Dr David Shiels is a Policy Analyst at Open Europe and also works on contemporary political history.
Now that the Government has lost its majority in the House of Commons, the influence of the DUP has diminished. The fact that the Unionist party is no longer in a kingmaker position in Parliament has led to excited speculation about possible Brexit outcomes. Could Boris Johnson “ditch the DUP” and agree a Northern Ireland-only backstop? Could he force the party to accept a deal in the way that Theresa May could not?
Superficially, there are some incentives for the Prime Minister to find a path out of the EU for Great Britain alone, without the support of the DUP. The EU has said it would accept the original backstop, a solution which would see Northern Ireland alone remaining closely aligned to the EU while Great Britain diverges from it. Having boxed himself in with his commitment to the October deadline, and facing a hostile Commons, Johnson might well be tempted to take an off-the-shelf option in a last-ditch effort to save Brexit.
For now, however, the Prime Minister seems to have decided not to pursue this route. For a start, the chances of a deal on these terms getting through Parliament are slim. Without the support of the DUP, any Brexit deal will still meet resistance from the European Research Group, while Labour MPs would have little incentive to vote for a deal that gives Johnson the Brexit he wants. More importantly, the Prime Minister’s credibility would be at stake. Having made such an issue out of the “anti-democratic” nature of the backstop, he cannot realistically sell it as something which is acceptable for Northern Ireland alone.
Faced with these realities, the onus on the Johnson is to come up with something that is acceptable to the EU but also commands the confidence of the DUP.
For now, it seems that the DUP has given the Prime Minister the green light to explore a deal that is based on an all-Ireland agrifood zone. The EU itself believes that this falls short of what is needed, and that it fails to address the problem of Northern Ireland being in a different customs regime from the rest of Ireland. Persuading the Irish Government to back such a proposal is the greatest task for the UK. The risk is that, having conceded some ground on regulatory alignment, the EU will expect the British Government to move further without giving anything in return.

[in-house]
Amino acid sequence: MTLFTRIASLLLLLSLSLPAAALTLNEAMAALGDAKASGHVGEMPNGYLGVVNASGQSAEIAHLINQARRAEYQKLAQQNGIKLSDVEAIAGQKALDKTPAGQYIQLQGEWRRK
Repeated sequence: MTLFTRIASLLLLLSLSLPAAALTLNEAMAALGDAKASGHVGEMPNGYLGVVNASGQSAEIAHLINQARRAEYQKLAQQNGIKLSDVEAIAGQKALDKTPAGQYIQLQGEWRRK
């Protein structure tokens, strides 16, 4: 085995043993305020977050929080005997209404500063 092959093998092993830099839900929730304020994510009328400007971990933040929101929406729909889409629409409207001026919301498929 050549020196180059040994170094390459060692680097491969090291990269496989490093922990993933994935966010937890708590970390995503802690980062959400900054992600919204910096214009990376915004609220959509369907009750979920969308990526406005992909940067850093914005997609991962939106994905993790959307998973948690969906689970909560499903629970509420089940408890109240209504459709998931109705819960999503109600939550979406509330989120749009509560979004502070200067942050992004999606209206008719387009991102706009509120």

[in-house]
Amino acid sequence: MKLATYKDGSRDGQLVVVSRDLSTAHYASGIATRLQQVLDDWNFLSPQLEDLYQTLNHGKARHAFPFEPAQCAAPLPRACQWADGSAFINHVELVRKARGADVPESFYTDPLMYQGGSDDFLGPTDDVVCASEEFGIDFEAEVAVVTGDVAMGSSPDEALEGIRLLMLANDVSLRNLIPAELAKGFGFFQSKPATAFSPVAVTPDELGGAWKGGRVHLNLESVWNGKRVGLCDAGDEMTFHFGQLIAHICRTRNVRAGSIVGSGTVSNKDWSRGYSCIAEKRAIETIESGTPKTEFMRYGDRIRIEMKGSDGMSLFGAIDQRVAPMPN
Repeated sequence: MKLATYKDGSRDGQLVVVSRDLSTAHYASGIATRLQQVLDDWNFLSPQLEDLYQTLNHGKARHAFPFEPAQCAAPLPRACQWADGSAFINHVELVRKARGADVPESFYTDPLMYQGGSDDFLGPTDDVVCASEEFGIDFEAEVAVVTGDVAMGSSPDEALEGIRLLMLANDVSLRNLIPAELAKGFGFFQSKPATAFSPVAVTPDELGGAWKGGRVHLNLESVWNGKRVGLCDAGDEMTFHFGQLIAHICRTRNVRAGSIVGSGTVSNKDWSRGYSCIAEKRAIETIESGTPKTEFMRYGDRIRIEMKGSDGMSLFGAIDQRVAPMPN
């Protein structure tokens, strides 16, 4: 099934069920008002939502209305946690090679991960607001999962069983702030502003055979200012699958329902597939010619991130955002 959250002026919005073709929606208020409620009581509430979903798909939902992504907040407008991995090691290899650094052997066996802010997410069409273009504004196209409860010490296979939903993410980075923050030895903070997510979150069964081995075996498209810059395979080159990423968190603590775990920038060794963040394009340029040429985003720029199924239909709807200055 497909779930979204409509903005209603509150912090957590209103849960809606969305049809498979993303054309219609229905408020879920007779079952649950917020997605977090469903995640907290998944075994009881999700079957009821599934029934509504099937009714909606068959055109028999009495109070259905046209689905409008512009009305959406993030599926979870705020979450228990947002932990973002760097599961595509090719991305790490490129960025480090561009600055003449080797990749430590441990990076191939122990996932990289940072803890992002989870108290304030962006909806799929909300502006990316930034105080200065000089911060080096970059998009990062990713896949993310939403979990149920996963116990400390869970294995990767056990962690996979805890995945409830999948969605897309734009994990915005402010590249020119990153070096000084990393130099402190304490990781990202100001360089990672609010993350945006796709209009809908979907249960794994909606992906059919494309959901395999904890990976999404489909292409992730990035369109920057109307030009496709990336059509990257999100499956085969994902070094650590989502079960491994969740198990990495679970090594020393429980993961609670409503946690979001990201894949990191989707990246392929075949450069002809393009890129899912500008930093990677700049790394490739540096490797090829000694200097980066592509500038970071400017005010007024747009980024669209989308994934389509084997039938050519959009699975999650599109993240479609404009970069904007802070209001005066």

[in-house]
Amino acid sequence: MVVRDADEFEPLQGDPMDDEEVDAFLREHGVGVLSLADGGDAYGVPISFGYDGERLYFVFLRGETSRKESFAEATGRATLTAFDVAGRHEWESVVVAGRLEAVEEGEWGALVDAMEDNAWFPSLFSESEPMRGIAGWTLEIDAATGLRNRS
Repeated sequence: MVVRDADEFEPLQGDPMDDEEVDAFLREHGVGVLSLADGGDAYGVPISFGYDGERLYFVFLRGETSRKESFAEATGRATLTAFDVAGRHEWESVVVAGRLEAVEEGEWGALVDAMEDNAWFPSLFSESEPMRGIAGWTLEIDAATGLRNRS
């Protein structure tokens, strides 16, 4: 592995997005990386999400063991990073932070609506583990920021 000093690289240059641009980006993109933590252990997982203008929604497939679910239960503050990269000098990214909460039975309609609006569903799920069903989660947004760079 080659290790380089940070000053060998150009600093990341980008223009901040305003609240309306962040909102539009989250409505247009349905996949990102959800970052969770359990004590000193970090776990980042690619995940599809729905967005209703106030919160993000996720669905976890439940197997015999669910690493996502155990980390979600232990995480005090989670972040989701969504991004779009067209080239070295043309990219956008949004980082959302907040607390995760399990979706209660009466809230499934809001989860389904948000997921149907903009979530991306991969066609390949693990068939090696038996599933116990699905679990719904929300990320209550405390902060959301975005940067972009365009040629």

Ultimately, the key to any package is securing some movement from the EU in acknowledging a role for the Stormont Assembly. On this question, Johnson is on the strongest territory and his forceful defence of the consent principle in the Good Friday Agreement is apparently having an effect.
Throughout the Brexit negotiations, the DUP has stressed the importance of Paragraph 50 of the 2017 UK-EU Joint Report, which stated that any divergence between Great Britain and Northern Ireland would have to be subject to the consent of the Assembly. The EU has always seen this as a domestic UK commitment, but the DUP believed it should be recognised at the level of an internationally-binding Treaty. Anything short of that is unlikely to secure the party’s support, while the Irish Government is reluctant to agree to anything which amounts to a Unionist “veto.”
Will the DUP move in the end? To some extent, the party is tied into Boris Johnson’s project. The party helped to create the conditions for his victory in the Conservative Party’s leadership election, and there is no other Brexiteer leader waiting to come forward to negotiate a better deal. The only alternative to a Johnson-led Brexit is a Jeremy Corbyn-led Government, and this may lead to Brexit-with-a-backstop or to no Brexit at all.
Despite this, there are risks for the DUP in any Brexit outcome. Until now, Brexit has been good for the party and its opposition to the backstop is shared by a clear majority of Unionist voters. For as long as the party holds out for a better deal, it is on safe ground politically. The risk is that Johnson presents them with a deal which in theory meets their demands but exposes them to criticism from other Unionist parties. If a deal is not Brexity enough, the party will be open to criticism on the right. If it compromises too much on all-Ireland alignment, it will be criticised by the UUP. There is a risk that, having championed a Stormont lock, the DUP finds that it legitimises divergence from Great Britain to which the party is steadfastly opposed.
The worst-case scenario for the DUP is that any deal is less favourable to Unionists than the one agreed by Theresa May. Any hint of sell-out, and the party will struggle to sell the further compromises that are needed for a return to Stormont. This will have longer-term consequences for political stability in Northern Ireland.
In the end, the DUP may well prefer to hold out for a general election – and the likelihood of a Brexit delay – in the hope that something better turns up. But if the Prime Minister is able to come back with some concessions from the EU on a role for the Northern Ireland Assembly, the DUP should consider them seriously.